To change the slope of the imaginary ramp, it is necessary to change the amount of current I2 + I3. This is provided by observing the positive slope of the input signal A through the acceleration differentiator 9 which comprises transistors Q1 and Q2. As the input A goes positive, current is supplied to the base of transistor Q2 through capacitor C2 or 3. The transistor Q2 conducts and the current in the collector circuit of transistor Q2 is fed back to the base of transistor Q1, thereby regulating the base of transistor Q2 to a constant voltage. As more current is fed back to transistor Q.sub. 1, transistor Q2 turns off and drops the voltage at the base of transistor Q1 to turn on transistor Q1 and causes it to draw the same amount of current out of the base circuit of the transistor Q2 as was originally being fed thereto. This current is IA -I1 which passes through the collector circuit of transistor Q1. This saturates transistor Q2 and turns transistor Q3 off to allow transistor Q4 to turn on and provide current I2. When the input current IA is equal to I1, transistor Q2 comes out of saturation and begins to regulate the input current. This turns transistor Q3 on and turns transistor Q4 off, to remove current I2 from the base of transistor Q5. This switches the threshold of the imaginary ramp from 45 feet per second2 to 5 feet per second2. At the same time, as current IA exceeds current I1, current IA -I1 is placed into the base of transistor Q5 and increases the current from I3 proportional to the rate of acceleration to the maximum rate of 200 feet per second2. So the imaginary ramp increases and deceleration threshold increases.

The circuit also includes an acceleration threshold comparator 19 which is tied across the resistor R4 in the collector circuit of the transistor Q1. When IA is positive going and exceeds a predetermined value as set in the comparator 19, the voltage across the resistor R4 will be such to trigger the comparator 19 and provide an output signal V1 which will provide the necessary braking as discussed in connection with the example of FIG. 1.

It is therefore apparent that, in accordance with the present invention, there is provided a low cost skid control system which provides an imaginary ramp circuit which is internally programmed and which will turn the brakes on and off as required to prevent skid. The circuit also includes an acceleration override to apply brakes where an acceleration threshold has been exceeded.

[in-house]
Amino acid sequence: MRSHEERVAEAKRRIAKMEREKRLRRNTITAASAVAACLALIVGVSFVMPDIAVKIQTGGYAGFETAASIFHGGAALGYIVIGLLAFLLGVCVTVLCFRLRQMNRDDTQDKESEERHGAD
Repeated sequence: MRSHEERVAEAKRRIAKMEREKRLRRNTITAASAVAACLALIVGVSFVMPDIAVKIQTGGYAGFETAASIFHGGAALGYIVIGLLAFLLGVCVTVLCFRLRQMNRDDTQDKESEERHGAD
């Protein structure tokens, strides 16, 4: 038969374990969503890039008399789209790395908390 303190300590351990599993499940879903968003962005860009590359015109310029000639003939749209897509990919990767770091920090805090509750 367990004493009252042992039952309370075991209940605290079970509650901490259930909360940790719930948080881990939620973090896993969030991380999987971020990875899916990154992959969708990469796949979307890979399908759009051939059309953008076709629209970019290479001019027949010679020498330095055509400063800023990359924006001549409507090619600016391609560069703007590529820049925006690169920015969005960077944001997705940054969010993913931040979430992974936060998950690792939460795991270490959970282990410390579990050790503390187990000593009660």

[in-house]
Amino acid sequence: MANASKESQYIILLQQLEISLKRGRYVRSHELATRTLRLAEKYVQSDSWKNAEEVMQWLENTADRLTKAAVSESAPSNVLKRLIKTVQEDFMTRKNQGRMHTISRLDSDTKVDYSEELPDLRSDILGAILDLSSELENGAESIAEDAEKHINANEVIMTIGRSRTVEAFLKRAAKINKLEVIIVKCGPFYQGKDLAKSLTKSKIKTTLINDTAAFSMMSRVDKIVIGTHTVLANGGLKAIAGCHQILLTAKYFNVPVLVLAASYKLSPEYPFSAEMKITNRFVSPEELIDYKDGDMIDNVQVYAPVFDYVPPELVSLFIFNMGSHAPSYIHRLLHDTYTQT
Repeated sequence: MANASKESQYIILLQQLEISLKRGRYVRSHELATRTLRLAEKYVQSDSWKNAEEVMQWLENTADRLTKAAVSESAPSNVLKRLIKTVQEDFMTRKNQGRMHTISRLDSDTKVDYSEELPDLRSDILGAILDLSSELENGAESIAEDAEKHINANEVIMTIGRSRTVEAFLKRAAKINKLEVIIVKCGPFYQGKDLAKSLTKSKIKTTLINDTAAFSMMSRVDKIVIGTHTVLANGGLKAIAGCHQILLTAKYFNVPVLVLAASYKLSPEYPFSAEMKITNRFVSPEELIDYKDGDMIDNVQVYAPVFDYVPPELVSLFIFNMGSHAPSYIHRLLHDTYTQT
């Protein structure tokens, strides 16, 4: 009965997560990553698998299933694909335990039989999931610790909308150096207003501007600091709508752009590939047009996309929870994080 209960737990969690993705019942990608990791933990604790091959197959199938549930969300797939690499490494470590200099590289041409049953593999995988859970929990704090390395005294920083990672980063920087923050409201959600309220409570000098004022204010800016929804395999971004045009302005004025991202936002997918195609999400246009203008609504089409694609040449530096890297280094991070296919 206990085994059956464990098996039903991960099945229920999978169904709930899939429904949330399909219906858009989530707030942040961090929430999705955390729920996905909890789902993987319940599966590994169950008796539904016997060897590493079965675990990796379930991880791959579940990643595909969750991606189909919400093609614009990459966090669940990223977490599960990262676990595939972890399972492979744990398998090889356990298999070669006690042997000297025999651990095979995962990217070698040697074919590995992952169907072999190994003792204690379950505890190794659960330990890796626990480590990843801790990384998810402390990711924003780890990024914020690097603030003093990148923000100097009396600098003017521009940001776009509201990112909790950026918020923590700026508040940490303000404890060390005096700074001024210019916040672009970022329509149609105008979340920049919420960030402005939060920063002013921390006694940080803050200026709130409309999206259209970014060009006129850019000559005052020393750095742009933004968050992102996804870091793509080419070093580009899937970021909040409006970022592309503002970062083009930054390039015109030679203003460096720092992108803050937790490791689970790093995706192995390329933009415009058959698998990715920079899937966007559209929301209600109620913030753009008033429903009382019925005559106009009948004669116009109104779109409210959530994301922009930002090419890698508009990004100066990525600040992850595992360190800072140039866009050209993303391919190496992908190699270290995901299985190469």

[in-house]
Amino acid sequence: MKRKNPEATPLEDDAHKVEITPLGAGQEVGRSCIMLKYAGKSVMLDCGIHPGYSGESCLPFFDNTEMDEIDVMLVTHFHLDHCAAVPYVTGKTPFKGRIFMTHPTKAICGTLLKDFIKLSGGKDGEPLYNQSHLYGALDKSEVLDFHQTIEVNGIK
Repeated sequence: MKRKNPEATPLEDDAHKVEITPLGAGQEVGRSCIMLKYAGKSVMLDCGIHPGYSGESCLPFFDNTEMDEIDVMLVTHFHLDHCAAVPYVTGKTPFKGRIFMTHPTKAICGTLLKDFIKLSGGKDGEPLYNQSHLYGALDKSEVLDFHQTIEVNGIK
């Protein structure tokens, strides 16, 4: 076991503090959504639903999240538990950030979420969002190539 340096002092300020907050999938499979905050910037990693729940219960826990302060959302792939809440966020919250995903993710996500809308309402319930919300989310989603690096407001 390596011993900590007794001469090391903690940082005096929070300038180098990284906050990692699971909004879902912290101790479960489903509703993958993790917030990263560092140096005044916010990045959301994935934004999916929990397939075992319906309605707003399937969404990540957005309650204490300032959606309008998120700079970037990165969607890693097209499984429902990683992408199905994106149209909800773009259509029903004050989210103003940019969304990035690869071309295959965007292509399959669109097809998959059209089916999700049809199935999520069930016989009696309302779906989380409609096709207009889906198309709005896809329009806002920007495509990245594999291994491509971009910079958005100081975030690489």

Though the invention has been described with respect to a specific preferred embodiment thereof, many variations and modifications will immediately become apparent to those skilled in the art. It is therefore the intention that the appended claims be interpreted as broadly as possible in view of the prior art to include all such variations and modifications.

Patent Citations
Cited PatentFiling datePublication dateApplicantTitle
US3494671 *Mar 13, 1968Feb 10, 1970Bendix CorpAutomotive anti-skid control system
US3584921 *Jan 22, 1969Jun 15, 1971Westinghouse Brake & SignalBraking systems and/or tractive systems
US3606490 *Dec 17, 1968Sep 20, 1971Nippon Denso CoAnti-skid control system for automotive vehicles
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Referenced by
Citing PatentFiling datePublication dateApplicantTitle
US4392202 *Oct 8, 1980Jul 5, 1983Nissan Motor Company, LimitedMethod and apparatus for anti-skid brake control of an automotive vehicle
US5080447 *Sep 6, 1990Jan 14, 1992General Motors CorporationAntilock brake controller with brake mode filter
US5726886 *Feb 17, 1993Mar 10, 1998Hitachi, Ltd.Moving object controller containing a differential of acceleration measurer
US5960376 *Jul 1, 1997Sep 28, 1999Hitachi, Ltd.Moving object controller containing a differential of acceleration measurer
US6290312Jun 30, 2000Sep 18, 2001Kelsey-Hayes CompanyIncremental brake pressure increases for speed sensitive surfaces
US8561749Sep 19, 2012Oct 22, 2013Hb Performance Systems, Inc.ATV or UTV differential with integrated sensors
EP0557034A2 *Feb 15, 1993Aug 25, 1993Hitachi, Ltd.A controller for controlling a moving object, a method of controlling that object, and a sensor for use in such a controller
EP0780748A2 *Feb 15, 1993Jun 25, 1997Hitachi, Ltd.A controller for controlling a moving object, a method of controlling that object, and a sensor for use in such a controller
Classifications
U.S. Classification303/176
International ClassificationB60T8/66, B60T8/1761
Cooperative ClassificationB60T8/17613
European ClassificationB60T8/1761B